Health and Community Services Complaints Commission Report on Investigation of Royal Darwin Hospital Security Arrangements for the protection of Children and Infants Paediatric Ward 5B Volume 1
Tabled paper 163
Tabled papers for 11th Assembly 2008 - 2012; Tabled papers; ParliamentNT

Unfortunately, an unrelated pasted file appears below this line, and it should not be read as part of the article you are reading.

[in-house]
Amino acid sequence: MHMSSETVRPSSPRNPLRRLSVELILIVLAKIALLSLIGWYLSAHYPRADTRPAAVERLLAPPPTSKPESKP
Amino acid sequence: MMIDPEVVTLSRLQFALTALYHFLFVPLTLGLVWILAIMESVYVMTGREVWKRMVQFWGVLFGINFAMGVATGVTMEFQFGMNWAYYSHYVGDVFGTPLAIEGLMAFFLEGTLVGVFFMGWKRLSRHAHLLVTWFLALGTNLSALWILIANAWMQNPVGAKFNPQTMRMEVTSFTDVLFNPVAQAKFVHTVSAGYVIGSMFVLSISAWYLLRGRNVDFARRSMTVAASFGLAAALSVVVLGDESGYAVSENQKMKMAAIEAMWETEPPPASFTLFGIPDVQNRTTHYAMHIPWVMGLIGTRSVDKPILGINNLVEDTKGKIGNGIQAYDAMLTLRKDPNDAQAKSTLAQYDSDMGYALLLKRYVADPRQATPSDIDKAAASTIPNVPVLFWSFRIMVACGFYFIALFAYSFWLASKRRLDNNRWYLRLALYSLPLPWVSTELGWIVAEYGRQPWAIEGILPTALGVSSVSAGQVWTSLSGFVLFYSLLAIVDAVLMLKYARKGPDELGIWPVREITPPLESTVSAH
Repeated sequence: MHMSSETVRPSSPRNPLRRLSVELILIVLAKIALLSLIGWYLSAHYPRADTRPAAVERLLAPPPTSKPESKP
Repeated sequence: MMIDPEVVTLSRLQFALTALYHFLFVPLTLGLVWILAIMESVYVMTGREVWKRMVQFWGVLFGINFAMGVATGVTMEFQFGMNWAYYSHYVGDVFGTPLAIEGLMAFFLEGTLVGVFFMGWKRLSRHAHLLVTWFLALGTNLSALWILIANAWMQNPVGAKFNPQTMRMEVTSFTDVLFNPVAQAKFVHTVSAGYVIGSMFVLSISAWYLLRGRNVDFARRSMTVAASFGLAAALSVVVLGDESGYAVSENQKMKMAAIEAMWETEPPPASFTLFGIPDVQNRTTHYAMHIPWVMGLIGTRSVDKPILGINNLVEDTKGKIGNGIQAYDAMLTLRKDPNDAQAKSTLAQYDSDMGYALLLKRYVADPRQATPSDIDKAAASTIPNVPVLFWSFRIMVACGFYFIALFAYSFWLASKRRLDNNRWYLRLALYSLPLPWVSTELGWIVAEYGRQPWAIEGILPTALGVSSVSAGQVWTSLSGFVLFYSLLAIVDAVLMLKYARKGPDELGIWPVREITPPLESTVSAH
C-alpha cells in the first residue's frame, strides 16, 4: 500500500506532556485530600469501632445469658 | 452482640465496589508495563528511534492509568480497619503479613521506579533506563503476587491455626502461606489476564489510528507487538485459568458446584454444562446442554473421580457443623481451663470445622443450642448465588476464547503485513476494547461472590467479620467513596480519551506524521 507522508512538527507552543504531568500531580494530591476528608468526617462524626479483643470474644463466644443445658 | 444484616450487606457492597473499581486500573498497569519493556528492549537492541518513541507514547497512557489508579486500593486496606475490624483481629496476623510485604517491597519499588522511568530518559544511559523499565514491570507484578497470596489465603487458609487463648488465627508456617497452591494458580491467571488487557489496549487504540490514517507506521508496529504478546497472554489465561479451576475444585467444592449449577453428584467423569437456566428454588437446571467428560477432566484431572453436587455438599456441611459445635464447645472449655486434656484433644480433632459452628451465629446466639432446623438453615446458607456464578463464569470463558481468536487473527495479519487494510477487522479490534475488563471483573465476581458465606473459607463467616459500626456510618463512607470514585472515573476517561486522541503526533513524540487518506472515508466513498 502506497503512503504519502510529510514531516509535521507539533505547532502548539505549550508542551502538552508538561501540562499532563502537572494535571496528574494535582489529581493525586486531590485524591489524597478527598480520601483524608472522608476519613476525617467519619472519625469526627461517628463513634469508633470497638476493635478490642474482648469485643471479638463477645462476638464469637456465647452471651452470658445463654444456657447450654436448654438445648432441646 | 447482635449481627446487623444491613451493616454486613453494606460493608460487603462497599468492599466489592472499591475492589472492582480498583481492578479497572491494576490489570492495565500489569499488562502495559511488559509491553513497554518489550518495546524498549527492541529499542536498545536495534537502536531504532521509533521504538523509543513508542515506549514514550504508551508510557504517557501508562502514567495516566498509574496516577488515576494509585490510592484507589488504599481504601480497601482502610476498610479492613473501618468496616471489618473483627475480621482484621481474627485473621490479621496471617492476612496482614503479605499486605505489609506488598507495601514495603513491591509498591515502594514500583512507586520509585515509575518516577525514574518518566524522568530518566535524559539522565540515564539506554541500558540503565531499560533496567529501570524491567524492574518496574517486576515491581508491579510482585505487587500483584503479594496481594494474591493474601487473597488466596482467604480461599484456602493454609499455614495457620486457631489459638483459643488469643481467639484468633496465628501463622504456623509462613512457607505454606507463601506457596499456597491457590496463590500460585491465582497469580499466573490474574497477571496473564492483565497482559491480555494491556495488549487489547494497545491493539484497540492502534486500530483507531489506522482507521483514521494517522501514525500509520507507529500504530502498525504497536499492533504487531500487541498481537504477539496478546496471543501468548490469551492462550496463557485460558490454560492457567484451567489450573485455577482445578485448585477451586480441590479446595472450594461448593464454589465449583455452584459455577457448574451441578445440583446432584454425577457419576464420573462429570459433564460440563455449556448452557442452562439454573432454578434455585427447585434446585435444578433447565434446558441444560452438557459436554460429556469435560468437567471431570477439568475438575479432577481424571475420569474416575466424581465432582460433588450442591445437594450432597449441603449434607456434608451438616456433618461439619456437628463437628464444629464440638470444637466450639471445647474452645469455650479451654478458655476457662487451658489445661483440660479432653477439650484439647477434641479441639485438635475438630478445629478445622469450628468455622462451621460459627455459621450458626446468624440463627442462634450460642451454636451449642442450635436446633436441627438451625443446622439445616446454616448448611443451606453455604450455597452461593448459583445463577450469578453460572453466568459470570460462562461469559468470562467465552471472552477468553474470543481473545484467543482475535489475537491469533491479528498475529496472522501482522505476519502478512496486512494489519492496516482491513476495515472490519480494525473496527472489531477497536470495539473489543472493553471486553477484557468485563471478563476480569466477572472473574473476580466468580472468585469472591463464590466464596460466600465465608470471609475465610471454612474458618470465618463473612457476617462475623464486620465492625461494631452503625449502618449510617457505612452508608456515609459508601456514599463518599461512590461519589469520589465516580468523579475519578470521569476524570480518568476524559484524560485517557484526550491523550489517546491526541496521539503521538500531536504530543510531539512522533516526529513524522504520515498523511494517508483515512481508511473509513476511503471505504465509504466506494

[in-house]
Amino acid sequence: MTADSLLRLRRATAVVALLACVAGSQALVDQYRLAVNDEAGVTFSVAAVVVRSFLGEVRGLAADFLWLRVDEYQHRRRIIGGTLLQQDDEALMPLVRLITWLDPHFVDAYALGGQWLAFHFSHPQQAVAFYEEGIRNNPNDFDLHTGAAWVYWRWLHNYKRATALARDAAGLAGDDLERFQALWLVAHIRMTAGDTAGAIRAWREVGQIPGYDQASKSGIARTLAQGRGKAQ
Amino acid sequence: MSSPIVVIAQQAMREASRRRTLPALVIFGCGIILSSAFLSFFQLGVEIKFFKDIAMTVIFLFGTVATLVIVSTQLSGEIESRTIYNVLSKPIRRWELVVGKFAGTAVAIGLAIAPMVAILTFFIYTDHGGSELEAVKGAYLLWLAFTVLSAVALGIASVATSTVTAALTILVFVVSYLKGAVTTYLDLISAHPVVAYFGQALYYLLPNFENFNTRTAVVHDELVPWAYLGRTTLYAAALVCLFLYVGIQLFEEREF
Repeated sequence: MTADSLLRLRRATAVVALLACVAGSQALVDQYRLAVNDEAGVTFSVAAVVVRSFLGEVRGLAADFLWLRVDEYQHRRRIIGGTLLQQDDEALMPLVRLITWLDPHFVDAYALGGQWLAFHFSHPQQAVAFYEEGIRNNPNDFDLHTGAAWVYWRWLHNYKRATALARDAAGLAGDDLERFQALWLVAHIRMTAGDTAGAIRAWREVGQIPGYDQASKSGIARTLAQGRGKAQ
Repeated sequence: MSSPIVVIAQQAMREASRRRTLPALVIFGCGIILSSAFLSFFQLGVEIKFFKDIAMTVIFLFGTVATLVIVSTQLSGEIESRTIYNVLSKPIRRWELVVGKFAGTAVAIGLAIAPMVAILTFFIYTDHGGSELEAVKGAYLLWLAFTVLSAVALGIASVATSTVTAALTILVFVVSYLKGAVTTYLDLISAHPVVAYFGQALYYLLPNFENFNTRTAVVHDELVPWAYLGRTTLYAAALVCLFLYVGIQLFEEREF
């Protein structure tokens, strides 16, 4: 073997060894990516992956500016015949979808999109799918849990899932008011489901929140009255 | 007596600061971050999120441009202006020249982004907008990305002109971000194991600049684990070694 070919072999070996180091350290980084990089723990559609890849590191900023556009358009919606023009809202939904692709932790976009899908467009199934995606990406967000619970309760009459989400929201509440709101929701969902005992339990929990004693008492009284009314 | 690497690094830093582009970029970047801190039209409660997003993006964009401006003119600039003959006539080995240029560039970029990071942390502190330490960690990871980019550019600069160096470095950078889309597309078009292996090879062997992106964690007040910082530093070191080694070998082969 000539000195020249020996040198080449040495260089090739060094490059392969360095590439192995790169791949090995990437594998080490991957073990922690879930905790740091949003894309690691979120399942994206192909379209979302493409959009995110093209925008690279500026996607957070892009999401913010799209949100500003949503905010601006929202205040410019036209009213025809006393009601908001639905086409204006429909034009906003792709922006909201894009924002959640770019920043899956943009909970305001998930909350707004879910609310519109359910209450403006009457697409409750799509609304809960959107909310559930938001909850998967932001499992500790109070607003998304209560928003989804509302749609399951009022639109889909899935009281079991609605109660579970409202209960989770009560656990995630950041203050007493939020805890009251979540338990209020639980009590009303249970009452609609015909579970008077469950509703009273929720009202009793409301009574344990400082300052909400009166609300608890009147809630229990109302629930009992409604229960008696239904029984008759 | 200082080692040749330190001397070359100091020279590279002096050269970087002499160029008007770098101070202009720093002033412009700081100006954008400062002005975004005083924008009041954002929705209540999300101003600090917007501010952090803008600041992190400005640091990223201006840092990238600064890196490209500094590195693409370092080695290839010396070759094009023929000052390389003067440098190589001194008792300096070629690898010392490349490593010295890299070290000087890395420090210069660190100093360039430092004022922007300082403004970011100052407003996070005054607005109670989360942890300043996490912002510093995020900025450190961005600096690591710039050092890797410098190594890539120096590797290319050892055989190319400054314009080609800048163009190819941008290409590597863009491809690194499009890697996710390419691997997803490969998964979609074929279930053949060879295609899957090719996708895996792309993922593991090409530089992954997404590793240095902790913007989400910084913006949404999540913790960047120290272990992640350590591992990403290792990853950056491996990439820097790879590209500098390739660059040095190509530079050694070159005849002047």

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35. identification requirements apart from a reference to a visitor and contractor being issued with a colour coded pass. Copies of the RDH / Hospital Network Policy Manual and the Visitors to the Hospital Policy were not initially supplied to this investigation. These documents were later requested and supplied. The Visitors to the Hospital Policy (reviewed & approved in March 2007) purpose is To ensure that visitors to the hospital conform with the requirements of the patient care areas, and to ensure the well being of patients. (c) Physical Security refer Security Services Policy and additional security measures implemented in paediatric areas in 2006 refer attached Paediatric Security Summary prepared for Australian Council on Healthcare Standards (ACHS) December 2006 (above) Attachment 417. HCSCC Comment: Attachment 4 titled Royal Darwin Hospital 5.1.6 Paediatric Security document refers to the adverse incident and the steps taken to improve security. That being, limiting access after hours, access control, locking of fire doors, closed circuit call stations and revised security protocols. Although these measures are an improvement, they do not appear to comprehensively meet Australian Standards. Additionally, the revised security protocols remain, as of June 2008, in draft form with Mr Bates advising that he is unsure when he will complete them. The Lingard Review assessed the capacity of the security officers (part of Physical Security). Mr Lingard wrote that There is still, as there was in 2002, an uncertainty of a timely response by the security officers as they are often engaged for many hours watching scheduled patients who may be a flight risk. The security officers consider the management of Mental Health patients (who have been scheduled but are then required to wait up to 12 hours for assessment) dangerous to themselves and leaves the entire campus vulnerable because they are fully engaged. Mr Lingard identified in his review that the entire hospital campus can be left vulnerable if the security officers are guarding over a mental health patient. It is apparent that the other physical security measures within the Paediatric ward such as the intercom and access control are not sufficient to prevent a breach of security on Ward 5B nor identify any person responsible for a breach. Australian Standard 4485.1-1997 section 5.1 states - The policy and procedures applicable to physical security requirements shall take into account, but not be limited to, the following topics: a) Provision for appropriate security feature in new buildings or major renovations. b) Special accommodation for patients with protective status. c) Prisoner Security. 17 Volume 2.
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